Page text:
Background. Depression is a remitting but recurring disease. However, there is a paucity of prospectively recorded data on the course of depression after recovery.
Method. A multi-centre prospective serial follow-up study of an inception cohort of hitherto untreated unipolar major depression (N=95) for 6 years. We report the time to recurrence after recovery from the index depressive episode and their predictors.
Results. The cumulative probability of remaining well without subthreshold symptoms was 57% (95% CI, 46 to 68%) at 1 year, 47% (95% CI, 36 to 58%) at 2 years and 35% (95% CI, 23 to 47%) at 5 years. The same without full relapse was 79% (95% CI, 70 to 88%) at 1 year, 70% (95% CI, 60 to 80%) at 2 years and 58% (95% CI, 46 to 70%) at 5 years. The median duration of well-interval from the end of the index episode to the beginning of the subthreshold episode was 19·0 months (95% CI, 2·4 to 35·7), and that to the end of the full episode was over 6 years. Residual symptoms at time of recovery predicted earlier recurrence.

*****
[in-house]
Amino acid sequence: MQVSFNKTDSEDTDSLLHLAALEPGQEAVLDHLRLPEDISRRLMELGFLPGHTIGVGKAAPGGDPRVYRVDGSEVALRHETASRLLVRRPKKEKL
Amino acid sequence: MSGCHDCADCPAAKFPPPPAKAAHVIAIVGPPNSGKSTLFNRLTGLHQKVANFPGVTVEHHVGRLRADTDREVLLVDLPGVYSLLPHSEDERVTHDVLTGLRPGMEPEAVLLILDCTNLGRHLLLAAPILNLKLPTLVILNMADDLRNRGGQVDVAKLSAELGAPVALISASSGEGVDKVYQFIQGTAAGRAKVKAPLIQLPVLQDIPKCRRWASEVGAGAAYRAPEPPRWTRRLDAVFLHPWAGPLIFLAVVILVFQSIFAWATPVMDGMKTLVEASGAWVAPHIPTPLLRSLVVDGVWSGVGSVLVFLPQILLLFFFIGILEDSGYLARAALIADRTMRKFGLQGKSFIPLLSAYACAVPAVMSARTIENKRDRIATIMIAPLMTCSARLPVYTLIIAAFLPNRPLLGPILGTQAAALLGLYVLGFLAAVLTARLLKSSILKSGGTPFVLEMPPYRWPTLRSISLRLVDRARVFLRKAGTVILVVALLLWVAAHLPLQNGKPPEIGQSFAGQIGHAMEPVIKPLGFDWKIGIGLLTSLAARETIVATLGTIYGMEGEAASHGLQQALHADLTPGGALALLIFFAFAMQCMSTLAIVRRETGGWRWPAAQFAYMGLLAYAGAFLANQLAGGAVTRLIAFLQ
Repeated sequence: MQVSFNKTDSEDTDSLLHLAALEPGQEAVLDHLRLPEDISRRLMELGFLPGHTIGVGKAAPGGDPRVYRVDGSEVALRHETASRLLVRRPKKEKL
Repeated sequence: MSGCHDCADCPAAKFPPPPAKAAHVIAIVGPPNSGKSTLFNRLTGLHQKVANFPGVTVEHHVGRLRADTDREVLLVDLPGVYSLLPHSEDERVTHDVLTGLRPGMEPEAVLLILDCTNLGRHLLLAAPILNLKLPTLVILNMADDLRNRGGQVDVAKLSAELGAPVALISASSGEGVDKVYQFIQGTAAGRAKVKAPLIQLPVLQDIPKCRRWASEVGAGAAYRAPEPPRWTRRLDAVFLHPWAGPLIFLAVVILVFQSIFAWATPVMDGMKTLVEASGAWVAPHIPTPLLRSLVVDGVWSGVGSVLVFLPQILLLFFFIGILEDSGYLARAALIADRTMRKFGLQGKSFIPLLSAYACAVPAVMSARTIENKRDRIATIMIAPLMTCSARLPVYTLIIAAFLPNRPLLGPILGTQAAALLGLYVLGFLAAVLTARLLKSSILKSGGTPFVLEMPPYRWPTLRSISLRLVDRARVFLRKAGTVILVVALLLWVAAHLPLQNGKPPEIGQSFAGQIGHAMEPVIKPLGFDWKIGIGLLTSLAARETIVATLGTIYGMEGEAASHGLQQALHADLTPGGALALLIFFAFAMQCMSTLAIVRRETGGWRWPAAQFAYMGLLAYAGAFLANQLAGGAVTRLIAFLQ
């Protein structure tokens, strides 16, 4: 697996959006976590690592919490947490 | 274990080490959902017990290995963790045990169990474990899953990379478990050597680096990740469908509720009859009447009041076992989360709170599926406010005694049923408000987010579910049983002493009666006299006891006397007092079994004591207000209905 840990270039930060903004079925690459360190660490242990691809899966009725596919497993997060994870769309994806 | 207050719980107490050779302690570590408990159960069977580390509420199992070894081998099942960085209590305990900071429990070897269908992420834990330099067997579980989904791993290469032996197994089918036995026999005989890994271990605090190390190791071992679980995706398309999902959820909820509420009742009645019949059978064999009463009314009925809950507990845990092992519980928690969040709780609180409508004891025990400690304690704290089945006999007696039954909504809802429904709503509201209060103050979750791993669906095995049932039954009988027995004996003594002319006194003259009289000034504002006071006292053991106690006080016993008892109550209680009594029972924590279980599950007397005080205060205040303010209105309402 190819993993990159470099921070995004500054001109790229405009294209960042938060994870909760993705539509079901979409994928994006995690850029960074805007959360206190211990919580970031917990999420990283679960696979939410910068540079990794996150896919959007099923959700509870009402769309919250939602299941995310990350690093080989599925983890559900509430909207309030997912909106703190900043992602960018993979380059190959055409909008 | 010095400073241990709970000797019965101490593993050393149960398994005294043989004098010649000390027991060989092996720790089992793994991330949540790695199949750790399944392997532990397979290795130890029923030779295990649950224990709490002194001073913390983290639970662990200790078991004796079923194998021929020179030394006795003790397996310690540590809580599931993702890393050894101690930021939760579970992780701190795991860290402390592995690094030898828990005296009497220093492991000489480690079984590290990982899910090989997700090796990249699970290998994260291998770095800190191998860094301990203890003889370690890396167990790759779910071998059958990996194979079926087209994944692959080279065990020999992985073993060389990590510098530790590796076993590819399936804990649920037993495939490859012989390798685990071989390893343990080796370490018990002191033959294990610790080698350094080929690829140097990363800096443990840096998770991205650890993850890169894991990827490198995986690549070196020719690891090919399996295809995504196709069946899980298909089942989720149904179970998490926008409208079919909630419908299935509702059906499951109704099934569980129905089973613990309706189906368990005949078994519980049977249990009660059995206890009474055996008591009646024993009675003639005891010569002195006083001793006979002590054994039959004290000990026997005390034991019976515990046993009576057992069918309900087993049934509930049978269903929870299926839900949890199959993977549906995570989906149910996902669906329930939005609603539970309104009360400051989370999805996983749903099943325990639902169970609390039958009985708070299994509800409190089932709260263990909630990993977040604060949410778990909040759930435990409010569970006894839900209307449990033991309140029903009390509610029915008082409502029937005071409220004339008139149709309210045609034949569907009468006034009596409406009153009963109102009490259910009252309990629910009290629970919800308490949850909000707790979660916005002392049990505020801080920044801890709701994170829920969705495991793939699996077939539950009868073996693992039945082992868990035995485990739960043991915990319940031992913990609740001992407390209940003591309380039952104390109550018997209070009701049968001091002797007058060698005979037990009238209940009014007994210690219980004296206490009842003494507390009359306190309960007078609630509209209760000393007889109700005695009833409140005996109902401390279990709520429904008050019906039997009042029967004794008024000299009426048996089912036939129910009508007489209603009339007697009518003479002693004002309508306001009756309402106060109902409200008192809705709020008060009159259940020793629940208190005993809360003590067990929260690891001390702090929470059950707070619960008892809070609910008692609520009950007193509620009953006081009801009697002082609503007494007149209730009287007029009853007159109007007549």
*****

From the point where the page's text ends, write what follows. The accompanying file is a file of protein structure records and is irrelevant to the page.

Conclusions. The median length of the well-interval was much longer than previously reported in studies employing similar definitions but dealing with a more severe spectrum of patients. However, the sobering fact remains that less than half of the patients can expect to remain virtually symptom-free for 2 years or more after recovery from the depressive episode.